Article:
Thursday, May 23, 2024

A Hymn to the Holy Ghost by St. John of the Cross

The epic romance that was the life of John of the Cross began before he was born. His father, Gonzalo de Yepes, married for love, choosing a poor maiden named Catalina Álvarez over the good favor of his wealthy, merchant-class family. Their union was blessed with three children, among whom was Juan de Yepes, but Gonzalo’s ultimate reward for following his heart was poverty and death; his parents disowned him, leaving him burdened by hardships that brought his life to a premature end. Catalina, now both impoverished and widowed, did what she could to provide for her children’s needs, but John’s prospects were dim. Malnutrition had left him physically frail, stunted, and therefore barely qualified even to perform the manual labors that were the likely destiny of a boy with no money, no education, and no social connections.
John of the Cross (artist unknown). Oil on canvas.

It turns out that Juan de Yepes did not become a manual laborer. He died in 1591 as Fray Juan de la Cruz of the Discalced Carmelites, having reached the heights of sanctity and of literary achievement. Canonized in the eighteenth century and declared a Doctor of the Church in the twentieth, St. John of the Cross composed some of the most sublime poetry in the history of the Spanish language. His writings on the spiritual life have been immensely influential, and they are a compelling reminder of poetry’s exalted status in pre-modern Christianity: his famous prose treatises, noted for their systematic theology and rigorous philosophy, were originally conceived not as independent works but as commentaries on his poems.

This remarkable artifact, still on display in the museum of the Monastery of the Incarnation in Spain, is a sketch made by St. John of the Cross after he received a vision of Christ crucified.

Some of John’s poetic excellence was surely born of his extraordinarily poetic life, which is a tale of privations, wanderings, godsends, mystical yearnings, and heroic austerities interspersed with betrayal, torment, and exile. A turning point in his earthly journey was the cruel imprisonment imposed by his own Carmelite confreres, whose twisted logic marked him as a “rebel.” These misguided religious were, however, the unwitting instruments of the divine Author, for they offered John a personal rebirth worthy of well-crafted fiction: his narrow cell was perpetually dark, like the womb, and his captivity ended—after nine months—with an agonizing midnight escape. It was during this period of purgatorial silence and solitude that he composed some of his finest verse. Indeed, the overpowering darkness of that cell may have been the seed of John’s most enduring spiritual metaphor: the dark night of the soul.

A manuscript of John’s Spiritual Canticle, with marginal additions in the saint’s own hand. Courtesy of Biblioteca Virtual Miguel de Cervantes.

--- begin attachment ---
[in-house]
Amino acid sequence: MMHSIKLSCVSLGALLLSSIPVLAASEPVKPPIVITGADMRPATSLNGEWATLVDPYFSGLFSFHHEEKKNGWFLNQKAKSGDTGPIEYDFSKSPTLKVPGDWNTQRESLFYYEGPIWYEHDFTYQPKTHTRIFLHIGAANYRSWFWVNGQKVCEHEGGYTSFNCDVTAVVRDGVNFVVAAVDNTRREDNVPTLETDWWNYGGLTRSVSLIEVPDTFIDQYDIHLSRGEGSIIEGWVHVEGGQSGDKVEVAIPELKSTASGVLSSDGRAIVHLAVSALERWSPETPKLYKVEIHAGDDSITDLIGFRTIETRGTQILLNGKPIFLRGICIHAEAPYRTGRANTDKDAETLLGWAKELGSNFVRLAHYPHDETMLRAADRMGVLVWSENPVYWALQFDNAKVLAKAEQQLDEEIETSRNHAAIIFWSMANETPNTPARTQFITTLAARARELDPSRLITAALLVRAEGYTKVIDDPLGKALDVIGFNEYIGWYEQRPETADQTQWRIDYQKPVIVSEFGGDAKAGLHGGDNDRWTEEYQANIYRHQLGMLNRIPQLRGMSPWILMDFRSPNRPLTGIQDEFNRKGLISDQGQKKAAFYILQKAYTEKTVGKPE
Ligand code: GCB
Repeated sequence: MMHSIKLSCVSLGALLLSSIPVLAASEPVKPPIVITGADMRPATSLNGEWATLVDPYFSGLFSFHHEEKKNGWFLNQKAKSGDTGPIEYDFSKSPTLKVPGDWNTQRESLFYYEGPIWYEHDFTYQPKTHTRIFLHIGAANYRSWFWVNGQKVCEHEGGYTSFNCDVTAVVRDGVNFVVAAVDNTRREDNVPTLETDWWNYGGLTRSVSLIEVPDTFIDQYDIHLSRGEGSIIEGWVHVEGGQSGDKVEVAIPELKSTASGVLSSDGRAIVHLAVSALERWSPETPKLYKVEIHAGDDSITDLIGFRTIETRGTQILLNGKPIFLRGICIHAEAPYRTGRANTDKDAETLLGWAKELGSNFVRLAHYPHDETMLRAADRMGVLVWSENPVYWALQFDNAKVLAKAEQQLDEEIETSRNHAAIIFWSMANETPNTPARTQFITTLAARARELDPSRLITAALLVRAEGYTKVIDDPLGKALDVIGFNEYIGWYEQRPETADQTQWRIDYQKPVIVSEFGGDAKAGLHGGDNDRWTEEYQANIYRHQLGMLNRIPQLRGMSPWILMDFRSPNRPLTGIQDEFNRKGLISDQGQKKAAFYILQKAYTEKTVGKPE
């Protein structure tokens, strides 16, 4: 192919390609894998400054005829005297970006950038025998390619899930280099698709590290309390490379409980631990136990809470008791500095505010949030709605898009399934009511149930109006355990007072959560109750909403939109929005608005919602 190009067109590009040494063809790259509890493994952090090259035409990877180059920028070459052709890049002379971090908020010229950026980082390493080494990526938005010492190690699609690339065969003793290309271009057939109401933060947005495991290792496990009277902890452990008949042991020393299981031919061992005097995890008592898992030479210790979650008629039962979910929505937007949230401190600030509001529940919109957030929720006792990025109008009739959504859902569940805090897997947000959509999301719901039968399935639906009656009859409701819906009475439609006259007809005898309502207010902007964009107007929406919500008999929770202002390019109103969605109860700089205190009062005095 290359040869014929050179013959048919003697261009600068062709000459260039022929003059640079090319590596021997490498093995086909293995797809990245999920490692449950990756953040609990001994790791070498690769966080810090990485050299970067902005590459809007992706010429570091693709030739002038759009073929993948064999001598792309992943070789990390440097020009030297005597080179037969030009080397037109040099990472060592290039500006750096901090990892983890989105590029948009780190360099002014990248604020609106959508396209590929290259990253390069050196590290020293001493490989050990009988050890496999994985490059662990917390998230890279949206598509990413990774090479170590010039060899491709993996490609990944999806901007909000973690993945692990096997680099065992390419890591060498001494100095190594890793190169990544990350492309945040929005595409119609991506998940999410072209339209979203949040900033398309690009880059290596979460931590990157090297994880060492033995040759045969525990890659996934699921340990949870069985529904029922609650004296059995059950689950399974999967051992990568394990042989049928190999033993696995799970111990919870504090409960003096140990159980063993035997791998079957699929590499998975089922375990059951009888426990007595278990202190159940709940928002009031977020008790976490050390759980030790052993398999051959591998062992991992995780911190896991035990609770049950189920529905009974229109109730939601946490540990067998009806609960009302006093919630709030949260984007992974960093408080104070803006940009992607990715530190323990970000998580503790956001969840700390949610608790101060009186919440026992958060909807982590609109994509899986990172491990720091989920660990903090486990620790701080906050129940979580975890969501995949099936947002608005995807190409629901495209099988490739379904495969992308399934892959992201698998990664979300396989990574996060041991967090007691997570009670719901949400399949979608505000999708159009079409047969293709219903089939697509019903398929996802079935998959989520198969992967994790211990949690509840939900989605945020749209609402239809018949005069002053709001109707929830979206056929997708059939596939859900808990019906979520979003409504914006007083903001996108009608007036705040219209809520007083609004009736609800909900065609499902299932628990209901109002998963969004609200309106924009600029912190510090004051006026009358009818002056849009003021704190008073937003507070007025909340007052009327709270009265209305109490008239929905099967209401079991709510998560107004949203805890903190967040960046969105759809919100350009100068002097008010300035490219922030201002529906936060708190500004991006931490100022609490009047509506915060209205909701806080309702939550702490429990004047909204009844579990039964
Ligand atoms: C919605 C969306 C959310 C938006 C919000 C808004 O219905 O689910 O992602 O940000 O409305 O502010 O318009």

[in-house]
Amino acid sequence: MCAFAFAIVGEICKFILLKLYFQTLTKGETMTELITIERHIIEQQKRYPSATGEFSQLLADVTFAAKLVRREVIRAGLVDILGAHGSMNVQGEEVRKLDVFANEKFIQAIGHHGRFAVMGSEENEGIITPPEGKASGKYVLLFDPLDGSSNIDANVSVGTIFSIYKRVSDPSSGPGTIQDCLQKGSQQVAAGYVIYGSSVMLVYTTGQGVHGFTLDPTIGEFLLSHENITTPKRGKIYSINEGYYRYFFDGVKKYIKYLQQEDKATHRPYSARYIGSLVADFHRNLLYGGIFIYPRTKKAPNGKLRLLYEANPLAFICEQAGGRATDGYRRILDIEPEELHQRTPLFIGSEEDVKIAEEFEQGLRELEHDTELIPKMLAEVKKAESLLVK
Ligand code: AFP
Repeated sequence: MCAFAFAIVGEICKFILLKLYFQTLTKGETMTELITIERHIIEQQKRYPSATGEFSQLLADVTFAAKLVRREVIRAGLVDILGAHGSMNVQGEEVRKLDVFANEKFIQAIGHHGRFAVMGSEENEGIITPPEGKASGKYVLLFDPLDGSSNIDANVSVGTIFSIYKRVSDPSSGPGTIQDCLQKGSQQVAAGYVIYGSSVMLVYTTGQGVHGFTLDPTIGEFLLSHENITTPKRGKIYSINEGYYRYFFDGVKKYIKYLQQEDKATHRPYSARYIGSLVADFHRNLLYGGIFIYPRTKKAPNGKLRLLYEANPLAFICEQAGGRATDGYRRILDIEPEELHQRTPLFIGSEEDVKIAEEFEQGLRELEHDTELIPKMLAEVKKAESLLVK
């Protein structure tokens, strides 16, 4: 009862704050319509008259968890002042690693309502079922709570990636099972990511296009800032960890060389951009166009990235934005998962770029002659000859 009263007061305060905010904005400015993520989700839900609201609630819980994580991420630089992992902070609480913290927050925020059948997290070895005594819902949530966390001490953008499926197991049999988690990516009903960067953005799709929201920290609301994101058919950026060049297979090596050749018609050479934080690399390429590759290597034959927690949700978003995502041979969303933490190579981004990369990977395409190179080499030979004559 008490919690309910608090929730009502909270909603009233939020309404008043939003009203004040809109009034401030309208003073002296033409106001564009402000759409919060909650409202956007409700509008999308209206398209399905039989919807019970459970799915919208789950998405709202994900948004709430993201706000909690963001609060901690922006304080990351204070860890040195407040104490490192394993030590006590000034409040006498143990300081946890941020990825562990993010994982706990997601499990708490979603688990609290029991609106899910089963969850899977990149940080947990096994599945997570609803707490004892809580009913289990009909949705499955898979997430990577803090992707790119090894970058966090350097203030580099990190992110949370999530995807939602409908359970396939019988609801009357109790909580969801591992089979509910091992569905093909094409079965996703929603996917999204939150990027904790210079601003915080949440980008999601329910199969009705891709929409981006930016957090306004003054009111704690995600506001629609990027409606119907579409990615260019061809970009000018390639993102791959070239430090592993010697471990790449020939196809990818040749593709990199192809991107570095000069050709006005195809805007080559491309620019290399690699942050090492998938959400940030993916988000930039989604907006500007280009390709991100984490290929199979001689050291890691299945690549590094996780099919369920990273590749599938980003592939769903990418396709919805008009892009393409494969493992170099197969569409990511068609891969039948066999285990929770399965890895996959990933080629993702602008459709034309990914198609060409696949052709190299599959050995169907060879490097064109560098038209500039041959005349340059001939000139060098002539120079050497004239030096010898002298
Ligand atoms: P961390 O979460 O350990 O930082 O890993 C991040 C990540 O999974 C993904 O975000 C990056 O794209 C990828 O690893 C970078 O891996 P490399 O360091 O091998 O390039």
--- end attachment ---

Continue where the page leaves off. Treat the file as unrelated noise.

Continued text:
Llama de amor viva (“Living Flame of Love”), a lyrical poem written relatively late in the saint’s life, was an attempt to express the inexpressible fulfillment of contemplative union with God. It does not identify the “living flame” to whom it is addressed, but St. John’s commentary on the poem states clearly that it is the Holy Ghost:

This flame of love is the spirit of her [i.e., the soul’s] Spouse, who is the Holy Spirit, whom the soul feels within itself, not only as a fire that has consumed and transformed her in tender love, but also as a fire that burns within her and casts a flame ...; and that flame bathes the soul in glory and refreshes her in the aura of divine life.

A vivid masterpiece of strong emotion and ecstatic paradox, Llama de amor viva challenges us to truly believe that human love, even during its most romantic and passionate stages, is but a pale reflection of the mystical love that unites the soul to her Creator.

Wishing all of NLM’s readers a most blessed Pentecost, a feast whose solemnity is second only to that of Easter, I offer below my translation of Llama de amor viva. For those who, like me, must sometimes groan under the burden of prosaic liturgies, I hope that it helps your Whitsuntide celebrations to feel a bit more poetic.

O living flame of love alight,
you who tenderly wound my soul,
you who deeply wound my heart,
since you no longer look away,
if you should wish, perfect me now:
break the thread of this embrace.

O burning, healing, tender fire,
O wound delightful as a gift,
O hand so soft, O touch so fine,
which savors of immortality,
which pays all debts most generously:
by giving death you make death life.

O fiery lamp, O gleaming torch
that shines into the depths of sense:
sense that once was dark and blind,
and now is giving warmth and light
—with beauty, rare and wondrous bright—
so near the Beloved’s side.

How tenderly, how lovingly,
you are awaking in my heart
and dwelling there, alone and true;
your breathing is to me delight,
—is glory, goodness in my sight—
so gently I fall, in love with you.

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